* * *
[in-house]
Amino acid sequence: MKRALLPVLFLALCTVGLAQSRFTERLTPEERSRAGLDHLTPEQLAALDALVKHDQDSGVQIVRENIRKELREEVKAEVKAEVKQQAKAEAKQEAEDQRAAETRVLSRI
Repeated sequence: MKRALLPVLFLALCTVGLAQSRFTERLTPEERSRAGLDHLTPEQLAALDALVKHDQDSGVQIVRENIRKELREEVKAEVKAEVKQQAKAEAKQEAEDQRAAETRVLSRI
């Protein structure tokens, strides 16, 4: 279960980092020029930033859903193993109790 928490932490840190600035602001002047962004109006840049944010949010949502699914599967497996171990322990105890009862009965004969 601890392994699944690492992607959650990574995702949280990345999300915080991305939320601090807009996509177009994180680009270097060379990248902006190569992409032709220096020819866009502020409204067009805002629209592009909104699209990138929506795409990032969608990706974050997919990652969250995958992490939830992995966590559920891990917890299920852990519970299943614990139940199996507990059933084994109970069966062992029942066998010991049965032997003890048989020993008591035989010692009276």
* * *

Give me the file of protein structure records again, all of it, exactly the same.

[in-house]
Amino acid sequence: MKRALLPVLFLALCTVGLAQSRFTERLTPEERSRAGLDHLTPEQLAALDALVKHDQDSGVQIVRENIRKELREEVKAEVKAEVKQQAKAEAKQEAEDQRAAETRVLSRI
Repeated sequence: MKRALLPVLFLALCTVGLAQSRFTERLTPEERSRAGLDHLTPEQLAALDALVKHDQDSGVQIVRENIRKELREEVKAEVKAEVKQQAKAEAKQEAEDQRAAETRVLSRI
């Protein structure tokens, strides 16, 4: 279960980092020029930033859903193993109790 928490932490840190600035602001002047962004109006840049944010949010949502699914599967497996171990322990105890009862009965004969 601890392994699944690492992607959650990574995702949280990345999300915080991305939320601090807009996509177009994180680009270097060379990248902006190569992409032709220096020819866009502020409204067009805002629209592009909104699209990138929506795409990032969608990706974050997919990652969250995958992490939830992995966590559920891990917890299920852990519970299943614990139940199996507990059933084994109970069966062992029942066998010991049965032997003890048989020993008591035989010692009276």